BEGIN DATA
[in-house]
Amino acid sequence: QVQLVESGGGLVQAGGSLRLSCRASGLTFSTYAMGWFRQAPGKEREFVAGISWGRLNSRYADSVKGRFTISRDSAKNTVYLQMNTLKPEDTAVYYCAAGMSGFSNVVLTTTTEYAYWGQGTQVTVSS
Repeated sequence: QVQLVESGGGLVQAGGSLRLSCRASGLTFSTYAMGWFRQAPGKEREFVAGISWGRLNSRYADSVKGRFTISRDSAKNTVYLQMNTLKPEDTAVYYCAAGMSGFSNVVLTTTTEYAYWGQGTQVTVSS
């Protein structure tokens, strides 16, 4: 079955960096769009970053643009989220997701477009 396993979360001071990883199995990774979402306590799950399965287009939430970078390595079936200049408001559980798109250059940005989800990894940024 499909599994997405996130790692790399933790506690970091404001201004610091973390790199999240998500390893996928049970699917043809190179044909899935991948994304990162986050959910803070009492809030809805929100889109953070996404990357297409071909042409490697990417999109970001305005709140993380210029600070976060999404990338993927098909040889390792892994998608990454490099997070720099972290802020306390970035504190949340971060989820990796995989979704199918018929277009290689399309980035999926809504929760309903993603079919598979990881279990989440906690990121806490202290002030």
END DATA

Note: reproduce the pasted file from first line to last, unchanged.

[in-house]
Amino acid sequence: QVQLVESGGGLVQAGGSLRLSCRASGLTFSTYAMGWFRQAPGKEREFVAGISWGRLNSRYADSVKGRFTISRDSAKNTVYLQMNTLKPEDTAVYYCAAGMSGFSNVVLTTTTEYAYWGQGTQVTVSS
Repeated sequence: QVQLVESGGGLVQAGGSLRLSCRASGLTFSTYAMGWFRQAPGKEREFVAGISWGRLNSRYADSVKGRFTISRDSAKNTVYLQMNTLKPEDTAVYYCAAGMSGFSNVVLTTTTEYAYWGQGTQVTVSS
């Protein structure tokens, strides 16, 4: 079955960096769009970053643009989220997701477009 396993979360001071990883199995990774979402306590799950399965287009939430970078390595079936200049408001559980798109250059940005989800990894940024 499909599994997405996130790692790399933790506690970091404001201004610091973390790199999240998500390893996928049970699917043809190179044909899935991948994304990162986050959910803070009492809030809805929100889109953070996404990357297409071909042409490697990417999109970001305005709140993380210029600070976060999404990338993927098909040889390792892994998608990454490099997070720099972290802020306390970035504190949340971060989820990796995989979704199918018929277009290689399309980035999926809504929760309903993603079919598979990881279990989440906690990121806490202290002030």